Play is vitally important to a cat’s mental and physical health. Cats may sleep up to 16 hours a day, but when they’re awake, they need stimulation. Play is the best way to accomplish this.
Play is nothing more than a way for your domestic tiger to satisfy his natural hunting instinct. In the wild, when lions, tigers, and other wild cats aren’t sleeping, they’re either hunting or teaching their young to hunt. Jackson Galaxy defines play as “hunt, catch, kill, eat, groom, sleep.” A cat who can exercise all of these activities is a happy, well-adjusted cat. For both cats and humans, play has multiple benefits.
Obesity is the number-one health problem in cats. A 2017 survey by the Association for Pet Obesity Prevention shows that a staggering 60 percent of America’s cats are considered obese. Pet insurance company Nationwide reports that nearly 20 percent of its members’ claims in 2017 were for conditions and diseases related to pet obesity, marking a 24-percent increase over the last eight years. In addition to feeding a species-appropriate diet, exercise is the best way to keep your feline charges fit and trim.
Cats who aren’t challenged or entertained get bored, which can lead to depression and a slew of behavior problems. “At their core, cats are hunters,” says Marci Koski, Ph.D., a certified feline training and behavior specialist and owner of Feline Behavior Solutions. “Their instincts drive them to search for prey, investigating movements, sounds, and scents that might lead them to a mouse or bird in a complex environment that has nooks and crannies to explore. When cats are deprived of an outlet to express these natural instincts, they can become stressed or depressed. Behavioral issues often arise as a result, either as a way to find something to do, or to signal that something is very wrong in their world.”
Cats are creatures of routine, and any change to that routine can result in stress. Changes in their environment such as a move, remodeling, or a new human or feline family member can create stress for cats. And since cats are sensitive to the energy around them, they can also pick up on their human’s stress. Regular playtime is one of the best ways to counteract stress in cats.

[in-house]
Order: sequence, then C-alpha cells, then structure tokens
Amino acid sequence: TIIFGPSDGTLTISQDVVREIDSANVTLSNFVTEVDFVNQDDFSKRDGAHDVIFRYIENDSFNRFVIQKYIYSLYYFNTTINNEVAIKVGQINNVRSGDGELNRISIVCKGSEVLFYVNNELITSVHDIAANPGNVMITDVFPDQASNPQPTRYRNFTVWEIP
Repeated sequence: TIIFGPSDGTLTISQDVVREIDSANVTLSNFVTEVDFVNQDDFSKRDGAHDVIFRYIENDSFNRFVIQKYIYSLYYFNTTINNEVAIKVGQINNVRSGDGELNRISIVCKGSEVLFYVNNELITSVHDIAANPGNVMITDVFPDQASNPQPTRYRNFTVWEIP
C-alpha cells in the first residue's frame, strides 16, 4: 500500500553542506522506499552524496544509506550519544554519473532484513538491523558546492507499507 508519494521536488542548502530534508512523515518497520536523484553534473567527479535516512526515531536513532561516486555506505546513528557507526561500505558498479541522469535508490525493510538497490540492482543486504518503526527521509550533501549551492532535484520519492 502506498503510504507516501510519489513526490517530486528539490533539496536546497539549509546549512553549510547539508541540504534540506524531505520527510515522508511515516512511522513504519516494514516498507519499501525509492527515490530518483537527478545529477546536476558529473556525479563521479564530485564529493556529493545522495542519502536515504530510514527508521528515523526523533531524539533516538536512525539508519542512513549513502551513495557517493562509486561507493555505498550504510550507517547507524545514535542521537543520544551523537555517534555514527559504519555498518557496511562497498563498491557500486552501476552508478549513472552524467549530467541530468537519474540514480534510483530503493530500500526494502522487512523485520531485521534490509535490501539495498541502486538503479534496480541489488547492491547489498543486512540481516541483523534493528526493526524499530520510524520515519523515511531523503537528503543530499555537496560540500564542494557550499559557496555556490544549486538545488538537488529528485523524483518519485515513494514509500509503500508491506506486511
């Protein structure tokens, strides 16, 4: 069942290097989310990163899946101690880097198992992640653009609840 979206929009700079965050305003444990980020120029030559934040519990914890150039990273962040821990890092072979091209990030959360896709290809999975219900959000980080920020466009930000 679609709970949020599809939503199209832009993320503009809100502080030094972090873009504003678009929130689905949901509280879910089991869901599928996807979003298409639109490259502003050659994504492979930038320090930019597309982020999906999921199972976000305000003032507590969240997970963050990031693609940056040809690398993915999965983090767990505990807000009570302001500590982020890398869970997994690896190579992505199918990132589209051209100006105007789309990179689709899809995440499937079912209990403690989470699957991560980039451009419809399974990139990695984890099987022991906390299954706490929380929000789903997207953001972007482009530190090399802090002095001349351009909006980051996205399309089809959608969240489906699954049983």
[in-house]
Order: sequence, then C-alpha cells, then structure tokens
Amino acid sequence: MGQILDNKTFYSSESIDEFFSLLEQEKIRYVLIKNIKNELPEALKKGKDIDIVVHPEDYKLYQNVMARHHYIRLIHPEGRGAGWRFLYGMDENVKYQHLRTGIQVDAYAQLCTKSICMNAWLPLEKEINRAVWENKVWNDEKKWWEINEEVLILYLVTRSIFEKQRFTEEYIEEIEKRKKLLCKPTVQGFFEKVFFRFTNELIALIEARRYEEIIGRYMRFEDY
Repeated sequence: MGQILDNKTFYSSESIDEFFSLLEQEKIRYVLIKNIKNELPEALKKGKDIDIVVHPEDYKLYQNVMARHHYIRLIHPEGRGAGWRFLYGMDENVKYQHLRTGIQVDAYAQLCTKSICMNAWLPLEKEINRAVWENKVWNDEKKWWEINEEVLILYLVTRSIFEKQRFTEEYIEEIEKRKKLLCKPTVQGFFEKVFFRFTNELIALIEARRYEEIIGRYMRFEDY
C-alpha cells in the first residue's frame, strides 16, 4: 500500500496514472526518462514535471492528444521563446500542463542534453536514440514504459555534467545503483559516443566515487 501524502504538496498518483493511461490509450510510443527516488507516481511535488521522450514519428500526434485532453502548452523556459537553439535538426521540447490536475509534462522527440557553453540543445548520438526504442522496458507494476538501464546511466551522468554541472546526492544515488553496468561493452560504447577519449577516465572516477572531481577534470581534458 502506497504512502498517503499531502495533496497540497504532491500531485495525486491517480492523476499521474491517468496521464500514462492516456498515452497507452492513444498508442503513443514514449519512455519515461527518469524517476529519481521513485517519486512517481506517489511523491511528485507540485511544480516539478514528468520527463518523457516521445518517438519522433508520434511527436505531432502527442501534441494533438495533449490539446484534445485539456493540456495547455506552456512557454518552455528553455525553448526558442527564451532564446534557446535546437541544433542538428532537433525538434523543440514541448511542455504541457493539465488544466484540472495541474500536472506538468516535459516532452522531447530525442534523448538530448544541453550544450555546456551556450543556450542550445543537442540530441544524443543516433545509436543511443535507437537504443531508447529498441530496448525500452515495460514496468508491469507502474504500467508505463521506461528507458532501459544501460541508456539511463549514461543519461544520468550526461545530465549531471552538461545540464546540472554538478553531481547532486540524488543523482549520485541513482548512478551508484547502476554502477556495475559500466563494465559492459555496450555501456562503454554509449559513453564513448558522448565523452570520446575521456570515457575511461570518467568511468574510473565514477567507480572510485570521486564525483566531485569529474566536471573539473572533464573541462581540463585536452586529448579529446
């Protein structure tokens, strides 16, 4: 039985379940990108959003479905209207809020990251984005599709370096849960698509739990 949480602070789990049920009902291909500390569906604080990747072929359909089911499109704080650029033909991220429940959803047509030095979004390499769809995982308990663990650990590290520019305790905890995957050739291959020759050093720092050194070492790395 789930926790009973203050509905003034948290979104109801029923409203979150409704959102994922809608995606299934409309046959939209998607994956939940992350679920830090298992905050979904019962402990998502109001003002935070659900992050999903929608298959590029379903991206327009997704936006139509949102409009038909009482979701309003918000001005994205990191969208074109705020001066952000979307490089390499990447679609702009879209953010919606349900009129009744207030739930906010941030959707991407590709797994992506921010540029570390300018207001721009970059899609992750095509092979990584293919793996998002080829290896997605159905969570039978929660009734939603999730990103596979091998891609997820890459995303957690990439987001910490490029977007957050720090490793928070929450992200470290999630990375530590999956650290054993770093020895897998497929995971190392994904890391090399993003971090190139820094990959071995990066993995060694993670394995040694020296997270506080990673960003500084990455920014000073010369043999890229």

Jackson Galaxy, host of Animal Planet’s “My Cat From Hell,” recommends “play therapy” in almost every case he tackles on the show. Play therapy is nothing more than a structured play session. Playing with your cat on a regular basis, ideally, at least twice a day for 10 to 15 minutes each, allows your cat to exercise her hunting instinct and provides a wonderful way to increase the bond between you and your cat. Make play therapy a regular part of your routine.
“Interactive play is a great tool for the cat-human relationship,” says Mikel Delgado, Ph.D., a post-doctoral fellow at the School of Veterinary Medicine at UC Davis and owner of Feline Minds, a cat behavior consulting business. “It provides a positive experience and exercise for the cat, which can have the added bonus of stress reduction. And for the human, you can really tune in to what your cat responds to as a fierce hunter!” Dr. Delgado stresses that “aside from the benefits you’ll experience from a tired and less stressed-out cat, for many cats, especially those who aren’t cuddly, play is an important way to bond with them.”
Toys that simulate prey and satisfy a cat’s innate hunting drive will be most effective for creating a fun play experience and burning off excess energy. Placing a cute catnip-filled toy in front of your cat and hoping that she’ll play with it doesn’t work with most cats. Interactive fishing pole-type toys are the best way to get your cat playing with you and to satisfy her hunting instinct. Move the toy erratically, at varying speeds, the way a cat’s prey would move in the wild.
Rotate toys. Put some toys away for a week or two, and then bring them out again. Your cats will think they got a brand-new toy.
Cat toys don’t need to be expensive. To a cat, almost everything can become a toy: paper grocery bags with the handles cut off, boxes, toilet paper rolls, milk carton tops, tissue paper – in a cat’s mind, these were all just made to be played with. Some cats enjoy chasing bubbles. Think like a cat, and you may be surprised at the things you already have in your home that make the purr-fect cat toy.
And as you’re playing with your cats, you may just find your own stress melting away.
This article was reviewed/edited by board-certified veterinary behaviorist Dr. Kenneth Martin and/or veterinary technician specialist in behavior Debbie Martin, LVT.
Ingrid King is the award-winning author of Buckley’s Story: Lessons from a Feline Master Teacher, Purrs of Wisdom: Conscious Living, Feline Style, and Adventures in Veterinary Medicine: What Working in Veterinary Hospitals Taught Me About Life, Love and Myself. She is a former veterinary hospital manager and certified veterinary journalist. Her popular website, The Conscious Cat, is a comprehensive resource for conscious living, health, and happiness for cats and their humans. Ingrid lives in Northern Virginia with her tortoiseshell cats Allegra and Ruby. For more information about Ingrid, please visit www.ConsciousCat.com.